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LOGO: Journal of Cotton Science


Soil Potassium Effects on Cotton Lint Yield and Fiber Quality on the Texas High Plains

Authors: Amee R. Bumguardner, Katie L. Lewis, Seth A. Byrd, Glen L. Ritchie, Gaylon D. Morgan
Pages: 12-27
Agronomy and Soils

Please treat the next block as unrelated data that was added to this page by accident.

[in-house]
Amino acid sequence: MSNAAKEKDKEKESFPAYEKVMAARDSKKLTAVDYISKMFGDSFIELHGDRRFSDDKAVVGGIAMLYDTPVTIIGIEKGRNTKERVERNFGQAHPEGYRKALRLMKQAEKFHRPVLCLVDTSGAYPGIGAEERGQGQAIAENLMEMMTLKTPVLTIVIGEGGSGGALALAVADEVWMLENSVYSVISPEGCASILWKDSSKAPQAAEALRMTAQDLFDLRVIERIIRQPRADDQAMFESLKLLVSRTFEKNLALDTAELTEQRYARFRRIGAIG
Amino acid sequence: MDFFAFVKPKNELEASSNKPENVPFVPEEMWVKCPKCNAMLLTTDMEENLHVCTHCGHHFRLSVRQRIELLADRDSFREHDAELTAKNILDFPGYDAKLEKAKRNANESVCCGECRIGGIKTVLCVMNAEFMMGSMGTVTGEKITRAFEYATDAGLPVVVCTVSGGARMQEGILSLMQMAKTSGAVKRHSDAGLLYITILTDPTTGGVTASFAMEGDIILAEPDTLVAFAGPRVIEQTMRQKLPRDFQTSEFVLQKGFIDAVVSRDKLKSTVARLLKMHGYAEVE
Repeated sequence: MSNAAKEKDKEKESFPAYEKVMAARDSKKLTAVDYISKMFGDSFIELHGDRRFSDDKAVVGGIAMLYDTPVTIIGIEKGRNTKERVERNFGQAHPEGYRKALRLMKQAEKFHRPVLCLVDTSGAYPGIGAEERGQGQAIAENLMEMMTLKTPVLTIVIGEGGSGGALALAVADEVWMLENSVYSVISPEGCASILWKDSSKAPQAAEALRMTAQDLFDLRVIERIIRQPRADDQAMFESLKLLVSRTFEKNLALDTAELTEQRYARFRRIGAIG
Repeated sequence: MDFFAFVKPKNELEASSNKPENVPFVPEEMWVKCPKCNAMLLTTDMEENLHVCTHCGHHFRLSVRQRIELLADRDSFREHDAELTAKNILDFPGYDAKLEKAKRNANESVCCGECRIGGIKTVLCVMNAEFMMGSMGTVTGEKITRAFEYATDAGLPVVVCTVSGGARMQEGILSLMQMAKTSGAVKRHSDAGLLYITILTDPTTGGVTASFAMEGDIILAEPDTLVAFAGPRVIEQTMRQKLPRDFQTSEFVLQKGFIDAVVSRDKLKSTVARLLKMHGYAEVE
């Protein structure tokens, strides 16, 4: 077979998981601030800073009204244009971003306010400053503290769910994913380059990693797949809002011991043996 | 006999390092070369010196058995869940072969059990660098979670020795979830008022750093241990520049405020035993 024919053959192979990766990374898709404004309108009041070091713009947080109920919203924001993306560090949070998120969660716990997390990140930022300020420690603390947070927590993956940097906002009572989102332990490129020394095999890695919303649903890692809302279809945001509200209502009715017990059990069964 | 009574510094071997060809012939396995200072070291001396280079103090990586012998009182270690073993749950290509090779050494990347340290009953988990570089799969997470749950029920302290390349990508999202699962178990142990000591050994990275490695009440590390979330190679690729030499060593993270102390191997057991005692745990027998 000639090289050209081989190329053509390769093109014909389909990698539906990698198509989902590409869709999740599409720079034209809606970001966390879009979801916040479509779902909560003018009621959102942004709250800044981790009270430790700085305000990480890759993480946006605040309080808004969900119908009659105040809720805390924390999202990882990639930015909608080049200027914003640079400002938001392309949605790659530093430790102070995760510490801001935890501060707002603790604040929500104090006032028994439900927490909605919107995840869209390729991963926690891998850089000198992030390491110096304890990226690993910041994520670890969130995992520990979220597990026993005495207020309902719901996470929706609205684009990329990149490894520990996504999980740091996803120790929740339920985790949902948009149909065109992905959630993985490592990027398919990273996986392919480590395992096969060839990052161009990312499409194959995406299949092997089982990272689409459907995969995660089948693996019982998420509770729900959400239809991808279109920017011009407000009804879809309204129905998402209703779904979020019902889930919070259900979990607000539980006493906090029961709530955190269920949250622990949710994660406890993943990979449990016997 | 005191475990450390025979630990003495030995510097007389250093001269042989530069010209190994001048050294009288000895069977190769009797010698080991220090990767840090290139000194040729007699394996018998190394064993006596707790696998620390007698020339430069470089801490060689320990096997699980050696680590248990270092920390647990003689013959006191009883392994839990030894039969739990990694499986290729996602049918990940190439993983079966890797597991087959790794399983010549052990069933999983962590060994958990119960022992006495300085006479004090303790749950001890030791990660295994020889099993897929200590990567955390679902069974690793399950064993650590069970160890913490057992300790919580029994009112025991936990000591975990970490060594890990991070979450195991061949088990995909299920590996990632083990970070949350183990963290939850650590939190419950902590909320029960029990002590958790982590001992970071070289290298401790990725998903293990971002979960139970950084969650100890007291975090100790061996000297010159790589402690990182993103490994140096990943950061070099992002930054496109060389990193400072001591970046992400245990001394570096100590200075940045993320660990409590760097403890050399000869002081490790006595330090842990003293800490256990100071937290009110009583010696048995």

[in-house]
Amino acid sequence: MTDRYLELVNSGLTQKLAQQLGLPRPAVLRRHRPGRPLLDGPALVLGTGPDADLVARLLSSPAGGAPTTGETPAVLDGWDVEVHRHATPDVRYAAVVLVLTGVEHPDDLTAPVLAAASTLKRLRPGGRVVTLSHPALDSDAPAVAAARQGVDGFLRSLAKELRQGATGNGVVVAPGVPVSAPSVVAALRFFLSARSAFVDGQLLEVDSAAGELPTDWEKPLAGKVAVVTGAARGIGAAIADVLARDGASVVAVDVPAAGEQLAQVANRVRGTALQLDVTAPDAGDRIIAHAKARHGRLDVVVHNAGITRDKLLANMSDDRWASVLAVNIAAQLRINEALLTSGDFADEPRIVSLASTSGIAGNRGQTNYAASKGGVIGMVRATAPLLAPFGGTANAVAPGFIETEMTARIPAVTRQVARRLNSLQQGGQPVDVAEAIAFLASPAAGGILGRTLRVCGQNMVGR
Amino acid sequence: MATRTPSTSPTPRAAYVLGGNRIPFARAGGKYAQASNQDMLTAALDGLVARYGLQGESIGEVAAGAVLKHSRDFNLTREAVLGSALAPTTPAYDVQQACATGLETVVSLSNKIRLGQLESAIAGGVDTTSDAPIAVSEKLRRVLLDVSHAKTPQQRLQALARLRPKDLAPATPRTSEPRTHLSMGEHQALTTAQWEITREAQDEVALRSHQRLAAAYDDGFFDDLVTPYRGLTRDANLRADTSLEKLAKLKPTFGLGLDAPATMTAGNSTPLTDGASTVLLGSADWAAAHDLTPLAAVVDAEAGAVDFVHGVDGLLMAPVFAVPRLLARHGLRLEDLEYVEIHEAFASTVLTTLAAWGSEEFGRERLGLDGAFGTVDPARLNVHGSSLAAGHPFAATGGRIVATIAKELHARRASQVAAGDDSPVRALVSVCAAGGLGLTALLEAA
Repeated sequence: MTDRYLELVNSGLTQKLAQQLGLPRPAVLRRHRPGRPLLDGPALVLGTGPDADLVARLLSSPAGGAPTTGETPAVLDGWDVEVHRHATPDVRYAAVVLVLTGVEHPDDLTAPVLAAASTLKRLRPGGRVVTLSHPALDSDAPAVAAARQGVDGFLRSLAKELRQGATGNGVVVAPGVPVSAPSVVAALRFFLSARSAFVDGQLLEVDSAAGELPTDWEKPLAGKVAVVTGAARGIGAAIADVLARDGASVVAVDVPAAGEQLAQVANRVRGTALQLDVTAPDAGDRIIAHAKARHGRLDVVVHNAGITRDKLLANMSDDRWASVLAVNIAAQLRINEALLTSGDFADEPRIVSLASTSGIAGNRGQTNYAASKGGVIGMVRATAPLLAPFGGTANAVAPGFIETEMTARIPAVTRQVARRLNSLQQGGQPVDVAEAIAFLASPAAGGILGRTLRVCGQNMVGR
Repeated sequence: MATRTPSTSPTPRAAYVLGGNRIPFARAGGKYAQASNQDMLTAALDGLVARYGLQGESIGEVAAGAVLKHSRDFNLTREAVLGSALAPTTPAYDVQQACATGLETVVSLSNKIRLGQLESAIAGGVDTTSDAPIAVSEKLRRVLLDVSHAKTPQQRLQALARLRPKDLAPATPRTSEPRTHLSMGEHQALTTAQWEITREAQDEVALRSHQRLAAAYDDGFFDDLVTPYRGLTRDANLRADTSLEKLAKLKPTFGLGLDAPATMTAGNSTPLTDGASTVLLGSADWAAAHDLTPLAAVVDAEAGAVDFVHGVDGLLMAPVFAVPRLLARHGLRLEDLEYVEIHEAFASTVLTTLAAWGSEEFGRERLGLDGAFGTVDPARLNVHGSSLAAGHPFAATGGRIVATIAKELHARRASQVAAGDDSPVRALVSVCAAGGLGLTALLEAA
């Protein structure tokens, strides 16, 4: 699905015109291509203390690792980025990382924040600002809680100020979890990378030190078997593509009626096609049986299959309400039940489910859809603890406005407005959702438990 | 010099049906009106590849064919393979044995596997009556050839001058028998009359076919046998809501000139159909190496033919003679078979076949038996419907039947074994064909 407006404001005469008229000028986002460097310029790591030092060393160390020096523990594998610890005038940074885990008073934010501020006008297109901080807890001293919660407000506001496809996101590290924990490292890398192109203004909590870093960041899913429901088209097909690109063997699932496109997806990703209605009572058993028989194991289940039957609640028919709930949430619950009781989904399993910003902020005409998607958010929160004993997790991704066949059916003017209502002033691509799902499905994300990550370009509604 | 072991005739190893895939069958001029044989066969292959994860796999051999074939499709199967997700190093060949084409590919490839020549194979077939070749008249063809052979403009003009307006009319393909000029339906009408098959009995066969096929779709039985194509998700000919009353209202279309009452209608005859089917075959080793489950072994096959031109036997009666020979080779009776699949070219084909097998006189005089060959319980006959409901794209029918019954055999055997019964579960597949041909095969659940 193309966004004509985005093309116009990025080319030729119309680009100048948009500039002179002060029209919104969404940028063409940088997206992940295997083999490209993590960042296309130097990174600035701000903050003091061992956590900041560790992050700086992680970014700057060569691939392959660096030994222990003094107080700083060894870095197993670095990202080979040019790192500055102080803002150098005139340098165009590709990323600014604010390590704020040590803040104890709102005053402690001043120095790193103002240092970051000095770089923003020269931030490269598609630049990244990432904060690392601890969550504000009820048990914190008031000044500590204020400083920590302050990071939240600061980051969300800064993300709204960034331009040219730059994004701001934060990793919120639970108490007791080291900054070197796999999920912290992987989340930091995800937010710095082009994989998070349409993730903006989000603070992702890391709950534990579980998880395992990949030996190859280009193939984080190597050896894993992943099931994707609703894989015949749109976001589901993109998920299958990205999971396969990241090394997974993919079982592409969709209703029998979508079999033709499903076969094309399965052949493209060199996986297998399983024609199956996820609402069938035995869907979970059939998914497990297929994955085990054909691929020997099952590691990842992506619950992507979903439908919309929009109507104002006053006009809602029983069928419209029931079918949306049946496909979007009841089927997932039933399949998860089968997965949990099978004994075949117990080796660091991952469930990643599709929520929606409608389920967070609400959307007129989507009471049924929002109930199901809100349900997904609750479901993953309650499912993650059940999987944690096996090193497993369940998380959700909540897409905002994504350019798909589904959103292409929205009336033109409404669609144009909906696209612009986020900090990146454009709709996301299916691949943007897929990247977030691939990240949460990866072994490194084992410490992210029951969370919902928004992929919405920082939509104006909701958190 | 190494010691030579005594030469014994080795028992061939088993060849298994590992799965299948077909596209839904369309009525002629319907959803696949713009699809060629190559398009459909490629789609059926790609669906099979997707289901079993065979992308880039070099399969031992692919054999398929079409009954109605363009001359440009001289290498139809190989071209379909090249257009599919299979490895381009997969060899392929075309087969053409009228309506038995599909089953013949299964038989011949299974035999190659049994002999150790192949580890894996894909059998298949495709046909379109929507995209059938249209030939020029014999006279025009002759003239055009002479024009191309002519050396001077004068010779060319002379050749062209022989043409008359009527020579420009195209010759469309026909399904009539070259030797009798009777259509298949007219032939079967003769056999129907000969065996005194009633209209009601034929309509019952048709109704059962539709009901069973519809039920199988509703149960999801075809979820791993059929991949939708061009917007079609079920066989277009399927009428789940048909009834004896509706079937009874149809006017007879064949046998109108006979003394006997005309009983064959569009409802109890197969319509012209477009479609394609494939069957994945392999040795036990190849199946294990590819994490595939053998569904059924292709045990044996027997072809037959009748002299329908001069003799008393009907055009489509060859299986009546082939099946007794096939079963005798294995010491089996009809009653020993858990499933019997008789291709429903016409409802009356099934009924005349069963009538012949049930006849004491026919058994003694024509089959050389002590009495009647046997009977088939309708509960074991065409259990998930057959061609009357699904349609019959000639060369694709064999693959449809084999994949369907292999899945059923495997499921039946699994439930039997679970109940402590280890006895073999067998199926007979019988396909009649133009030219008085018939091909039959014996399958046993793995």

When comparing soil potassium (K) levels common in West Texas to the current Mehlich III-K critical levels for cotton (Gossypium hirsutum L.), fertilizer K applications are seldom recommended. However, when soil K is applied, positive responses in cotton yield have been reported. Studies were conducted in Lamesa and New Deal, TX to: 1) determine K effects on leaf K concentrations; 2) evaluate whether K application increases crop growth, yield, and fiber quality in sufficient K soils; and 3) evaluate whether K application under water deficit conditions also increases growth, yield, and fiber quality. In Lamesa, muriate of potash (KCl) was applied using two methods, knife-injected (0-0-15) and broadcast (0-0-60); and at New Deal, KCl was applied using knife injection. Potassium application rates included 0, 45, 90, 135, and 180 kg ha-1 with both high (90% ET) and low (30% ET) irrigation levels. At Lamesa in 2016 at 90% ET irrigation, lint yield was greater when 90 kg K ha-1 was broadcast (2,153 kg ha-1 lint) compared to the 180 kg K ha-1 treatment, and all K treatments with 30% ET irrigation. There were no lint yield differences in 2017 at Lamesa. At New Deal, lint yield was similar amongst all K application rates in both years. Although K application increased yield with the 90% ET irrigation level with broadcast application, no differences were observed in water-deficit cotton suggesting further research is needed to better understand the dynamics of K on lint yield in semiarid cotton production systems.